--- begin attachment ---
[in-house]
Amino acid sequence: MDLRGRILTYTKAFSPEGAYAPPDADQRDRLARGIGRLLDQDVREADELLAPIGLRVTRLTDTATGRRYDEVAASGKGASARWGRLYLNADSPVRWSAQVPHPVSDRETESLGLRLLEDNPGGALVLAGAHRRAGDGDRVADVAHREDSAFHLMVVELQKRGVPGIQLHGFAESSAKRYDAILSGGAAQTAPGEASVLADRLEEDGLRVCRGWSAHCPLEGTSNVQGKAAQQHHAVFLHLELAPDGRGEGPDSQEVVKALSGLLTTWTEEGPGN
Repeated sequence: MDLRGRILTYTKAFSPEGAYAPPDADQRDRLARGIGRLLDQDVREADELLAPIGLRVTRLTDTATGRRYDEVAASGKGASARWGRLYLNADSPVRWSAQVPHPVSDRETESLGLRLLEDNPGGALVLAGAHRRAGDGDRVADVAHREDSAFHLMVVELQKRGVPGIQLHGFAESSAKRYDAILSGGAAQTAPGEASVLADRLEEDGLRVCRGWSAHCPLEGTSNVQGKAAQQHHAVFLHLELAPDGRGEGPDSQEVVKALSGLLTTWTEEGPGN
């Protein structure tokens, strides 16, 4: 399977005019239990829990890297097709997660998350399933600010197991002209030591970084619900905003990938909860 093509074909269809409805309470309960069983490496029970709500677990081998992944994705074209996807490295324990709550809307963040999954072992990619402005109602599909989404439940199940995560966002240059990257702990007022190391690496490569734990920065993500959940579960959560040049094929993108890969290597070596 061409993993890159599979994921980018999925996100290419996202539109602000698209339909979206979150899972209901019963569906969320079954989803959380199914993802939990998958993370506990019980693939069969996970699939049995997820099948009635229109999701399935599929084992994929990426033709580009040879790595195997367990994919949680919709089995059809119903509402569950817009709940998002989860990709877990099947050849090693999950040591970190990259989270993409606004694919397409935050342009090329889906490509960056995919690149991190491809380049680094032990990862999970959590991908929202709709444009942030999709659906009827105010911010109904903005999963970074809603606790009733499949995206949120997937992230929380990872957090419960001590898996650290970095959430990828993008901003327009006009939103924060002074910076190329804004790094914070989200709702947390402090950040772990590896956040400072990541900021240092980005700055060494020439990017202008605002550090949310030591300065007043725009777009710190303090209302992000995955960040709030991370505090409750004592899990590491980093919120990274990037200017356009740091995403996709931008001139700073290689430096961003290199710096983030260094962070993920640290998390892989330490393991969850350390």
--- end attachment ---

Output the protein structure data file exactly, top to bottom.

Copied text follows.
[in-house]
Amino acid sequence: MDLRGRILTYTKAFSPEGAYAPPDADQRDRLARGIGRLLDQDVREADELLAPIGLRVTRLTDTATGRRYDEVAASGKGASARWGRLYLNADSPVRWSAQVPHPVSDRETESLGLRLLEDNPGGALVLAGAHRRAGDGDRVADVAHREDSAFHLMVVELQKRGVPGIQLHGFAESSAKRYDAILSGGAAQTAPGEASVLADRLEEDGLRVCRGWSAHCPLEGTSNVQGKAAQQHHAVFLHLELAPDGRGEGPDSQEVVKALSGLLTTWTEEGPGN
Repeated sequence: MDLRGRILTYTKAFSPEGAYAPPDADQRDRLARGIGRLLDQDVREADELLAPIGLRVTRLTDTATGRRYDEVAASGKGASARWGRLYLNADSPVRWSAQVPHPVSDRETESLGLRLLEDNPGGALVLAGAHRRAGDGDRVADVAHREDSAFHLMVVELQKRGVPGIQLHGFAESSAKRYDAILSGGAAQTAPGEASVLADRLEEDGLRVCRGWSAHCPLEGTSNVQGKAAQQHHAVFLHLELAPDGRGEGPDSQEVVKALSGLLTTWTEEGPGN
């Protein structure tokens, strides 16, 4: 399977005019239990829990890297097709997660998350399933600010197991002209030591970084619900905003990938909860 093509074909269809409805309470309960069983490496029970709500677990081998992944994705074209996807490295324990709550809307963040999954072992990619402005109602599909989404439940199940995560966002240059990257702990007022190391690496490569734990920065993500959940579960959560040049094929993108890969290597070596 061409993993890159599979994921980018999925996100290419996202539109602000698209339909979206979150899972209901019963569906969320079954989803959380199914993802939990998958993370506990019980693939069969996970699939049995997820099948009635229109999701399935599929084992994929990426033709580009040879790595195997367990994919949680919709089995059809119903509402569950817009709940998002989860990709877990099947050849090693999950040591970190990259989270993409606004694919397409935050342009090329889906490509960056995919690149991190491809380049680094032990990862999970959590991908929202709709444009942030999709659906009827105010911010109904903005999963970074809603606790009733499949995206949120997937992230929380990872957090419960001590898996650290970095959430990828993008901003327009006009939103924060002074910076190329804004790094914070989200709702947390402090950040772990590896956040400072990541900021240092980005700055060494020439990017202008605002550090949310030591300065007043725009777009710190303090209302992000995955960040709030991370505090409750004592899990590491980093919120990274990037200017356009740091995403996709931008001139700073290689430096961003290199710096983030260094962070993920640290998390892989330490393991969850350390």